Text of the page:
It has stuck me that most of the time it is the stories that we choose to tell and/or remember that shapes our views (especially on privilege) , so let me illustrate that with an example …
I am so proud of my dad’s accomplishments, principled life he led and many ways he let me make my own decisions and that is big contributor to who I am today. So bear that in mind as I tell the story of my Dad
- Born in land owning family (few acres)
- Grandfather tried to send get all his children educated and only my dad youngest of them all had any inclination and excelled in education
- He walked 2 km for middle school and 5km for high school
- Each year of college my grandfather used to pledge Jewels to pay fees and later redeem after harvest
- My father went on to become first graduate and post graduate in his side of the family
- After PUC my grandfather did not believe he could afford to send his son to college and same thing happened after undergrad (he stormed out every time family soothsayer predicted what was going to happen your son will finish UG, PG, is what I was told!)
What I wrote is 100% true as I recollect from family lore! It has classic self-made person storyline but I failed to highlight two pertinent points below that adds colour to narrative
- In the same village probably there were 20-60 kids in my father’s age group and maybe 10% of them probably had parents who could feed them 3 days and my dad was one of them
- He was homeschooled until 5th grade in Telugu medium and switched to Tamil medium in middle school (which is remarkable but think of privilege he enjoyed)
I could continue to slightly embellish my father’s story a bit or acknowledge reality and be grateful. Though we were landowning community, My dad side of family was relatively not well-off financially and he was respected as self-made person by lots of relatives when I was growing up. So my father overcame lots of adversity it does not diminish his accomplishments if I point out enormous advantages he had.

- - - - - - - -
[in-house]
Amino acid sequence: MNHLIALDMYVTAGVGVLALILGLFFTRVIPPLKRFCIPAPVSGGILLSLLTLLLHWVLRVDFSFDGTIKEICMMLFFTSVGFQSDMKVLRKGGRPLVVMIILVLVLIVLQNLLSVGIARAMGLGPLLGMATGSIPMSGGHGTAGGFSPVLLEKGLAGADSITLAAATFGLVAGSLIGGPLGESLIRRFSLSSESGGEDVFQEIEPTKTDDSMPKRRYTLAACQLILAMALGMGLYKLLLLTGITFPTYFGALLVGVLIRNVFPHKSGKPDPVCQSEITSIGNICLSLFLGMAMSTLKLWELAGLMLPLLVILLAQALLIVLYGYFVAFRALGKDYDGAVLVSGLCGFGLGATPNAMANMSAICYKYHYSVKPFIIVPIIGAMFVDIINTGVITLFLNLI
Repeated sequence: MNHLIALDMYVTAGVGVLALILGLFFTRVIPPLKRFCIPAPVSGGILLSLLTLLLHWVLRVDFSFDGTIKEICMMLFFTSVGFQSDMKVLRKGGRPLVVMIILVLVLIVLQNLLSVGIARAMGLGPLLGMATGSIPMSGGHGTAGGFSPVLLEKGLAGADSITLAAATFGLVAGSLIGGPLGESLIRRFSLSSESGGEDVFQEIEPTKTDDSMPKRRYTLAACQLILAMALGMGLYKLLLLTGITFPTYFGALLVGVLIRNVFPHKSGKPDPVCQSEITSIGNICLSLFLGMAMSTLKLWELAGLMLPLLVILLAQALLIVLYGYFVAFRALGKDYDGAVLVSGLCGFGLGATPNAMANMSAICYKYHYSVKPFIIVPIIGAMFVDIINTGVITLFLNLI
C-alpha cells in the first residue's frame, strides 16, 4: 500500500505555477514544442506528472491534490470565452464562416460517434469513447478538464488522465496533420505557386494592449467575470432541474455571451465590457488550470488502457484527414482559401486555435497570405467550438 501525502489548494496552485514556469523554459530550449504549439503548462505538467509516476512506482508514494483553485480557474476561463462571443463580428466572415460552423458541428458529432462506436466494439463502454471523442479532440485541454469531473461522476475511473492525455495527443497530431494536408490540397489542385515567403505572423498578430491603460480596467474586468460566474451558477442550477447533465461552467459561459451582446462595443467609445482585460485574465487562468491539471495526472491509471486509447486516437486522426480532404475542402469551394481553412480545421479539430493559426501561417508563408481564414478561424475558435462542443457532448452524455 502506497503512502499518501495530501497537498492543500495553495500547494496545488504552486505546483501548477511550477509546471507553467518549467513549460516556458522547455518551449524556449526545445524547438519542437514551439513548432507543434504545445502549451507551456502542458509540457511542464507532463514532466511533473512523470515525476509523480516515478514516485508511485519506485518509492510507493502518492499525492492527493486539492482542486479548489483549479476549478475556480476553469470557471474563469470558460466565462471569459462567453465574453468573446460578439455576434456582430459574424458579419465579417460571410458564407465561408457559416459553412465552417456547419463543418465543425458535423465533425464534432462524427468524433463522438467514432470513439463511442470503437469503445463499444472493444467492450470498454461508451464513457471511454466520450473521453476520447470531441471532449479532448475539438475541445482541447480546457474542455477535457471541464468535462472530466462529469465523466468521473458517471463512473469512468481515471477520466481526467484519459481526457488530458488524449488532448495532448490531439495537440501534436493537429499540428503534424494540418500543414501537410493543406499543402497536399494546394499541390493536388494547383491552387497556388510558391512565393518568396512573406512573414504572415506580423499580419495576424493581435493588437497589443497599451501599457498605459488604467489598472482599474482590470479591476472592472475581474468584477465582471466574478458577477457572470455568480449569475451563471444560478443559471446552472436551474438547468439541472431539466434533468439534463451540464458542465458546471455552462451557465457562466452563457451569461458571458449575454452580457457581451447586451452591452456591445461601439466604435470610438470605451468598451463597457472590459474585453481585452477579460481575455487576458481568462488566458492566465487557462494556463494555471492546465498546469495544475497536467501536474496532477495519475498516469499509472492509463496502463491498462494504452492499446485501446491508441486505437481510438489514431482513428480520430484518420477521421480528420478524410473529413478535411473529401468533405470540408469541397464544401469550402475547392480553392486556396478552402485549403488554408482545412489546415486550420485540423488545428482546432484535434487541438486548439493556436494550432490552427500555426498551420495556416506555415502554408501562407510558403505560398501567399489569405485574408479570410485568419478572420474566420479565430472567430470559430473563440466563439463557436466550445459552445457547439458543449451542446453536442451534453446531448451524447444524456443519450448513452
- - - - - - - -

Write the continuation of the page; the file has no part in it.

When we were growing up our mother is her own small way reminded us to be grateful for food and shelter we had and how so many people struggle for square meal and it is my belief that this really shaped my thinking from early age and made me think more about have-nots than what we did not have. Even though my father was bank manager when I was growing-up, we had our challenges and umpteen times I was upset about our financial situation but did not lose sight of the fact that I had lots of advantages. But as I went to college and started becoming exposed to more diverse set of people, this awareness has enabled me question the world around me and made me evolve continuously and appreciate “privilege” . The older I grow I have come across bunch of people who have this “Ayn Rand mind-set” notion of self-made person , that they are totally oblivious about lottery of birth . I have seen people being raised in the same household develop a different meaning for privilege, so I never get surprised by persons view on things.
As read somewhere I want a world where there is “equality of opportunity, not necessarily equality of outcomes”, my views are unabashedly liberal/progressive so I support reservation even though it is not perfect system ( humans can imagine perfect system but can never implement one!). I believe government should provide a helping hand to the needy (sure not deserving ones will grab some) and it is ok for well-off to be taxed but I am also pretty sure there are areas where I would like Government to not to get into and let private enterprise flourish etc.
This has been difficult one to write, tried to re-frame my thoughts (multiple times) and condense my 30 years of evolution on this topic into a blog post and my hope is this helps others reflect about what is their definition of privilege. this is my expression of gratitude for privileged life I continue to live …